Lode Runner is a classic computer game that saw ports to numerous platforms (and continues to get them today).  The NES had a port of its own, but the Famicom got another (a port of Championship Lode Runner - a collection of extremely difficult fan-made levels) and the Famicom Disk System had two more still - enhanced versions with redone graphics and sound, new levels and scoring mechanics called 'Super Lode Runner'.  No matter which one you played, though, its good arcade action with a touch of strategy - having to outmaneuver or trap enemies while you gathered up all the gold in the stage was a surprisingly difficult endeavor at times, though in the FDS games, it was at least a challenge you could tackle with a friend at your side.

112. Kyatto Ninden Teyandee (Tecmo, 1991 in Japan)

If you watched a lot of cartoons in the '90s, you might remember Samurai Pizza Cats - a dub/recut of the Japanese anime "Kyatto Ninden Teyandee" that ramped up the silly humor to the nth degree.  I also got into emulation around that time, which led me to learn that there was a game tie-in to the show, so it quickly became one of the very first Famicom games I emulated.  It does a good job recreating the feel of the show, with animated cutscenes between stages and before boss fights, several recognizable characters as bosses and recreating most of the protagonists' iconic special moves.  Even the Rescue Squad appears, allowing you to traverse various obstacles the main cast can't - punching through blocks, tunneling through dirt, swimming through the water at great speed or even flying for short distances.  While not an amazing game on its own, the fact that it captures the feel of the show so well and has such nostalgic factor will always earn it some points in my book.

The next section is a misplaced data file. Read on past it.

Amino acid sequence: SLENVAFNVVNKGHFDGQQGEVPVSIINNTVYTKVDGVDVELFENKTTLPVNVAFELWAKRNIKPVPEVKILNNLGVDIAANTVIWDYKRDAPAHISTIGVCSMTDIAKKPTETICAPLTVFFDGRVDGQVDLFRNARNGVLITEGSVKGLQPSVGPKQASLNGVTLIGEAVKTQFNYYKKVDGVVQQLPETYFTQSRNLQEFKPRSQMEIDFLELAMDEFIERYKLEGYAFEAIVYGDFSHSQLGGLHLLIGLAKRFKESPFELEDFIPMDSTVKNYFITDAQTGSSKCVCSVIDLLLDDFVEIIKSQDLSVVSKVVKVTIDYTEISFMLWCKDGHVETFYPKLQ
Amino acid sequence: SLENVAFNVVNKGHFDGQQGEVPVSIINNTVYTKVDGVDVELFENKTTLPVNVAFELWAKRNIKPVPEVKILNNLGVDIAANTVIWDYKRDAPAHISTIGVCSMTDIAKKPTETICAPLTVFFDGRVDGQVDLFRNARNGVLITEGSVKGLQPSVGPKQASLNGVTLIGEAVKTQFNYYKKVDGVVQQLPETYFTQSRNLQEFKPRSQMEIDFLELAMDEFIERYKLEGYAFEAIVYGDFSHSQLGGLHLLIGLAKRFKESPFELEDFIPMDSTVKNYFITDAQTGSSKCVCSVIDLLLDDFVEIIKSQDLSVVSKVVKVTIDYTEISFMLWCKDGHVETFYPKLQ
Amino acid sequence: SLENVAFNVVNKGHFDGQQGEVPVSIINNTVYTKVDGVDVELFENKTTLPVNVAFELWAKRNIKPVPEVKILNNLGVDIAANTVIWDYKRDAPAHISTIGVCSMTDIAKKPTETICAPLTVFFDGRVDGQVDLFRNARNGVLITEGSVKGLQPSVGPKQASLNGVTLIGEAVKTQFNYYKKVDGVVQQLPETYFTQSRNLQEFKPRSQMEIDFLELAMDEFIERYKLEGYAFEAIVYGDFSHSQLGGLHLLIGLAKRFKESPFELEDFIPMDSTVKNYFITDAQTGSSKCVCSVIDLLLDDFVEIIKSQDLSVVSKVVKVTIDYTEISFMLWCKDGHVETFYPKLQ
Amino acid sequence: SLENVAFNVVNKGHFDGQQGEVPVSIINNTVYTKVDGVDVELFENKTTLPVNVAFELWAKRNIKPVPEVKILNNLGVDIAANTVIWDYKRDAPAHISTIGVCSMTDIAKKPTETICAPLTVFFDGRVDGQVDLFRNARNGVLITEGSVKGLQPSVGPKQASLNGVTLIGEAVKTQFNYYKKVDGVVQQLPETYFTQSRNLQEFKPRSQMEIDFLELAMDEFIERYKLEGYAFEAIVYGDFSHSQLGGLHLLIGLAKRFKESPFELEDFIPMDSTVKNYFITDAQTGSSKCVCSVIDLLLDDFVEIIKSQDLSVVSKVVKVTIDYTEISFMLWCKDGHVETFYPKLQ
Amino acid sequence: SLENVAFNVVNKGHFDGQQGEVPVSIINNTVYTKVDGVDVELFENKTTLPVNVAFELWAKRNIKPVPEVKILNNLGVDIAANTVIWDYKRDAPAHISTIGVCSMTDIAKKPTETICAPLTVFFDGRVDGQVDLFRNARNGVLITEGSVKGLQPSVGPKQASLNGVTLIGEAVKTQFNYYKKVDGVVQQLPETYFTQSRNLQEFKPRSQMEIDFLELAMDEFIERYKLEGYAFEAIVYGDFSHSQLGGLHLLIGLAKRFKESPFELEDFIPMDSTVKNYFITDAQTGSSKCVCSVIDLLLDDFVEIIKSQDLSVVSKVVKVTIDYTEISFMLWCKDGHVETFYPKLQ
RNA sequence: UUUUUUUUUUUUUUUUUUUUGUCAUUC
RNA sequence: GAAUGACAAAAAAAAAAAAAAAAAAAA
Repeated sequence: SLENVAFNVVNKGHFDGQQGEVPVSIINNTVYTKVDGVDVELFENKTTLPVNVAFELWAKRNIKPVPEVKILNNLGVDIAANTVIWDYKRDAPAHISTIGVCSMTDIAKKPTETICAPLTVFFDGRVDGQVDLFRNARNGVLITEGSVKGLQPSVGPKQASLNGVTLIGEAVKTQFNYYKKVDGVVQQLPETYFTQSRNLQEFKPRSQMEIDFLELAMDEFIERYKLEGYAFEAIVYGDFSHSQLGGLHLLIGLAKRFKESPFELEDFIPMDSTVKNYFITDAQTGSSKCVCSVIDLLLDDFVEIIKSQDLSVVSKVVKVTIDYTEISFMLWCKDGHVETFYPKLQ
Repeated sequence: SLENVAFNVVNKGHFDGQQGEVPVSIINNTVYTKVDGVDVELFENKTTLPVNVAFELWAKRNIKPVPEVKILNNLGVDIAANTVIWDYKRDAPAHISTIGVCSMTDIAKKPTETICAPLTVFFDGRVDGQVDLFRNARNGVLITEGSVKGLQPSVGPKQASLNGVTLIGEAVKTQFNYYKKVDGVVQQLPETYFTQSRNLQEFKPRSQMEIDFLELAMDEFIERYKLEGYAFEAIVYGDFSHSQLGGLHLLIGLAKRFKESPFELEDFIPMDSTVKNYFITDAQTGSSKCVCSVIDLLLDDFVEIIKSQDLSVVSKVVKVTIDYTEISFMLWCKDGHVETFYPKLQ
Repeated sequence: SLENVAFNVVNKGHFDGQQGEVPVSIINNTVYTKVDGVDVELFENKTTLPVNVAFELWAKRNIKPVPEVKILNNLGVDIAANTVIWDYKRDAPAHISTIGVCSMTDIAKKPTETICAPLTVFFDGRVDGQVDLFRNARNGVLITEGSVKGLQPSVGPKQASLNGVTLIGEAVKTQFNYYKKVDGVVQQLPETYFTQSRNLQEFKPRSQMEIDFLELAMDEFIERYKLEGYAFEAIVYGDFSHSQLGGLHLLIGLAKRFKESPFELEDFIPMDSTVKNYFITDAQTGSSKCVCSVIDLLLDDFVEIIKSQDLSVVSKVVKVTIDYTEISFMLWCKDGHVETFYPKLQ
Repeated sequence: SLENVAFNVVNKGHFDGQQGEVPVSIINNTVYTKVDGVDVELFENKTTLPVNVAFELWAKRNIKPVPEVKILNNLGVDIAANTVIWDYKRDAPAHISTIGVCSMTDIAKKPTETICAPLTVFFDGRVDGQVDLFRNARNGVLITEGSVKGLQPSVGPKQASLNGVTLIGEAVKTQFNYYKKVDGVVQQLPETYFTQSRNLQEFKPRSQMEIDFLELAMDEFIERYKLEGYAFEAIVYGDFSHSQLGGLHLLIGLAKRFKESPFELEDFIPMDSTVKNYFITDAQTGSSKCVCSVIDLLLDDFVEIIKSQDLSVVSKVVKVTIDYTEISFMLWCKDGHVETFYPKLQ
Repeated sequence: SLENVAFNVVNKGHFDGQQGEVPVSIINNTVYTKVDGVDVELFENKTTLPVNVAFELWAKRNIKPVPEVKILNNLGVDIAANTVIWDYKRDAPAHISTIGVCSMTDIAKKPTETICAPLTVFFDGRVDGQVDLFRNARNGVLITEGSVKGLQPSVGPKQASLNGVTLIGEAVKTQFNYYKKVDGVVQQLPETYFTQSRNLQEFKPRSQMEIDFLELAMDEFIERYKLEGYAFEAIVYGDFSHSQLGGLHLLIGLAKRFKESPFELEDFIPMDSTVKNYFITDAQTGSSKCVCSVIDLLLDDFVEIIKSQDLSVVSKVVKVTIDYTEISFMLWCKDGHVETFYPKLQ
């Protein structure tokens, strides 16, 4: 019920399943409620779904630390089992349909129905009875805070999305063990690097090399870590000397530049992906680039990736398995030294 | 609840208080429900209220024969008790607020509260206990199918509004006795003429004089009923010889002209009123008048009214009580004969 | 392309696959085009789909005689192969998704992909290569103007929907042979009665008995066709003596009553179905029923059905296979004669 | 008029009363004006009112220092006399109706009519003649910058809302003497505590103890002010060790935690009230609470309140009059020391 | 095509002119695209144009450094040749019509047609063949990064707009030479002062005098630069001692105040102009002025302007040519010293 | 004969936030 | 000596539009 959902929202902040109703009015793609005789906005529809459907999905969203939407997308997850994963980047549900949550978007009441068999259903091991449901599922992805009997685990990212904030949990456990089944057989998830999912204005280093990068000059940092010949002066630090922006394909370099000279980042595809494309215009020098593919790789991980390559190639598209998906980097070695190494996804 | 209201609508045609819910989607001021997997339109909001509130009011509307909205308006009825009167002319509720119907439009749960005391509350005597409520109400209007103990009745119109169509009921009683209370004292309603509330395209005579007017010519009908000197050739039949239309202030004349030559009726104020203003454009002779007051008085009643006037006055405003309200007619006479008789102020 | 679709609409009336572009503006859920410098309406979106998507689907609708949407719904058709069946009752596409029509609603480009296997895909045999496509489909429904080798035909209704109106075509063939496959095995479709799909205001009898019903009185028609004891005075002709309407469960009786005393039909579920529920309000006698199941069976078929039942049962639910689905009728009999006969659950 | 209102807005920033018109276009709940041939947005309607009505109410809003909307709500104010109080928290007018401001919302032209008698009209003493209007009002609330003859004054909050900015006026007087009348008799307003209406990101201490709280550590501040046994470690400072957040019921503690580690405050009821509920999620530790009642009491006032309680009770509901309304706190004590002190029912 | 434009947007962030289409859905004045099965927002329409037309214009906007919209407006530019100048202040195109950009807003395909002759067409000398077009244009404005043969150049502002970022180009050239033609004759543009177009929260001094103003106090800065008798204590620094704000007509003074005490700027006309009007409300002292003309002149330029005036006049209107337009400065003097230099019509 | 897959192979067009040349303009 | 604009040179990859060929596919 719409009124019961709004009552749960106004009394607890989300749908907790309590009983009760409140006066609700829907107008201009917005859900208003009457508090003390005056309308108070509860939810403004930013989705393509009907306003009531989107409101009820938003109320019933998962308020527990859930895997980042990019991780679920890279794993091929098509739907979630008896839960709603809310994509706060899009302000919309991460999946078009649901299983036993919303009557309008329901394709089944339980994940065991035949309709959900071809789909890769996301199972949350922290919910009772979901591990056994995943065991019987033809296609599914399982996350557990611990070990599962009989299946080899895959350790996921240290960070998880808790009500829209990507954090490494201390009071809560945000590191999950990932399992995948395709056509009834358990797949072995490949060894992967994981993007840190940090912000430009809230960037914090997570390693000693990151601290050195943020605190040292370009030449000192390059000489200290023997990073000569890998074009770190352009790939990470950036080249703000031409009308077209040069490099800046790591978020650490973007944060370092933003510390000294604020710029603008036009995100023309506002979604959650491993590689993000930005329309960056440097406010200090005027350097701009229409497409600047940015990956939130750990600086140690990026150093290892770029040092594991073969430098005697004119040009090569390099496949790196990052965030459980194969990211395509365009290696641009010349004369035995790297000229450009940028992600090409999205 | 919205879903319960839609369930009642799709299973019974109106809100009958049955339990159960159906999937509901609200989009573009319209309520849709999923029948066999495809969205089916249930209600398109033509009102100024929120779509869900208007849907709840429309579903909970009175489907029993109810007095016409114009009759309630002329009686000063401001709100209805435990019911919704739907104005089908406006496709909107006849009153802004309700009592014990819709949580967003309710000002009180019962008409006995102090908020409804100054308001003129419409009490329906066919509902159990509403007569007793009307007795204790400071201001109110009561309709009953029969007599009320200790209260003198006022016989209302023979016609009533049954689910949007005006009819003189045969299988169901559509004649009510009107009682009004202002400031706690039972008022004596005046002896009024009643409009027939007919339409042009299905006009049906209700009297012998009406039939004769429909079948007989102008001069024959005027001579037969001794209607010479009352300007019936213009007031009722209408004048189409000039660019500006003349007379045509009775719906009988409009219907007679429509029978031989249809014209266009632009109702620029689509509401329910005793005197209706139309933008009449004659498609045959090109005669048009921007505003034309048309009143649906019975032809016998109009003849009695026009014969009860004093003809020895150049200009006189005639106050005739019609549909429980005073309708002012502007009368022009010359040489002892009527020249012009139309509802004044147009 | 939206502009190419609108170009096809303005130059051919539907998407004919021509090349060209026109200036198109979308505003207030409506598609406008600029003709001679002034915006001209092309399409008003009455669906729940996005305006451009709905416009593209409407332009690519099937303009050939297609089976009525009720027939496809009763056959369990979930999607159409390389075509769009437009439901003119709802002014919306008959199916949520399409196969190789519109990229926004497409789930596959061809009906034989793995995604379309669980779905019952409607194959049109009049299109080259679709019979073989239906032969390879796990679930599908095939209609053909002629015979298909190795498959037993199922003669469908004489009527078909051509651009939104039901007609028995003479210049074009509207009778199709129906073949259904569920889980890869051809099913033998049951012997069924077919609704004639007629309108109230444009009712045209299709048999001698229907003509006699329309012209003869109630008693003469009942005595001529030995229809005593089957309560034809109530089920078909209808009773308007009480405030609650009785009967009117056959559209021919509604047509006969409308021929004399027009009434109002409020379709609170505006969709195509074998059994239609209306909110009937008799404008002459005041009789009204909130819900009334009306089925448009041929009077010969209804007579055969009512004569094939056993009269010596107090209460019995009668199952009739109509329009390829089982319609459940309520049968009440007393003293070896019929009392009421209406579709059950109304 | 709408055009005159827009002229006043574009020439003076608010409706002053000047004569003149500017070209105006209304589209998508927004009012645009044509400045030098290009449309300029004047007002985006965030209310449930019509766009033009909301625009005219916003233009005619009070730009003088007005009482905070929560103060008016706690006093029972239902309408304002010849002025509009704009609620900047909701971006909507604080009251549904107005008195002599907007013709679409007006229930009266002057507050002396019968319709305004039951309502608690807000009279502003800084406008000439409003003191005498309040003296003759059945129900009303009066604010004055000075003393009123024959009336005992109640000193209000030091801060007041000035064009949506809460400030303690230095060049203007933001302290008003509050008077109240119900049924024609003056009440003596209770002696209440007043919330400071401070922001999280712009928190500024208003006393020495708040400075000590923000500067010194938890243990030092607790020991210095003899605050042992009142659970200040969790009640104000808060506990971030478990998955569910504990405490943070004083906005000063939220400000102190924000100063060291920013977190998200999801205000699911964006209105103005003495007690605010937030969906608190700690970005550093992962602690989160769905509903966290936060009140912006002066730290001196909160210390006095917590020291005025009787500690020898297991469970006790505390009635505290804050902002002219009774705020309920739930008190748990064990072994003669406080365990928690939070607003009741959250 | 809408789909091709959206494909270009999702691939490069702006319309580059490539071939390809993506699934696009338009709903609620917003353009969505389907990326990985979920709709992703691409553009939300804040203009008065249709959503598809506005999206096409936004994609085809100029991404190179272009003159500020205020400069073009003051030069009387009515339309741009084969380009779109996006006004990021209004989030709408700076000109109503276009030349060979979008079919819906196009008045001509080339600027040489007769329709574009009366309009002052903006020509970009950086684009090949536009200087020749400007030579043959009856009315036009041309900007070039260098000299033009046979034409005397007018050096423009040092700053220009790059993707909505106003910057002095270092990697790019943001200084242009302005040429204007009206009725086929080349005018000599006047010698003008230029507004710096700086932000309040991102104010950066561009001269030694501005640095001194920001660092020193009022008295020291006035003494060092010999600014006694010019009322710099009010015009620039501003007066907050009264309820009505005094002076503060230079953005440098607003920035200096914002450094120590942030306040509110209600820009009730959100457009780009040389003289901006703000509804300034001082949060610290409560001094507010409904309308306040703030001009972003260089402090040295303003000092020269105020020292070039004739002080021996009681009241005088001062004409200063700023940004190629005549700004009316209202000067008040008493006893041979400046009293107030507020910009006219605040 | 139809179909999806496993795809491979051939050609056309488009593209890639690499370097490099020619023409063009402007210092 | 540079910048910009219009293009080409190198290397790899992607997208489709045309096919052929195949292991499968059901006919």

111. VS Excitebike (Nintendo, 1988 in Japan, FDS)

Excitebike is one of the more popular early NES games, mostly remembered for its editor that allowed players to build and race on their own custom tracks (though not save them - the peripheral that allowed it was never brought over and Nintendo never implemented an alternate option).  I did consider including it on the list, but after playing the Famicom Disk System exclusive VS. Excitebike, I can't do it in good conscience.  The quality contrast between the two versions is night and day - VS Excitebike includes a more exciting single-player mode (having to qualify for time in a solo run before you're allowed to run a race against the CPU, plus truck-jumping bonus stages), two player competitive play, music during gameplay, and the ability to save custom tracks directly to the disk.  It's criminal that this version was never localized until the Wii U rolled around, as it makes the original game look terrible by comparison!

110. Klax (Atari, 1990)

The title screen of this one proudly proclaims that "it is the nineties and there is time for Klax!"  Well, the nineties are long gone, but Klax is still around and just as fun to play as ever.  A clever little tile-matching puzzle game in the vein of Dr. Mario, but with a slight twist - instead of simply clearing tiles from the screen, you're given objectives to fulfill - survive a set number of tiles, get a set number of Klaxes or diagonal Klaxes, earn a certain number of points, and so on.  All while trying to manage space on a small 5x5 playing field and maintaining a stack of up to five tiles on your paddle; drop three or fill up the field without a match, and your game is over.  It starts out simple enough, but managing the chaos and staying alive quickly becomes a challenge.  Better get good at matching up those diagonal Klaxes and setting up combos!

109. Mario Bros. (Nintendo, 1985)

The original Mario Bros. one gets a lot of flak from retro and modern gamers alike, and I'm really not sure why. Sure, it hasn't aged quite as well as the legendary sidescrolling platformers that succeeded it, but it's still a pretty entertaining game in its own right. Bump enemies, dodge fireballs and icy floors, collect coins, shove player two into that enraged shellcreeper coming for your blood, rush for the panic POW block when things get too crazy... what's not to love here? It's easily among the best of the black box era games, if nothing else. Hell, it even spawned a pretty fun little two-player competitive minigame in Super Mario Bros. 3, so it must be good!

(There is also an enhanced advertisement-laden update on the Disk System called "Kaettekita Mario Bros" if that's your sort of thing.)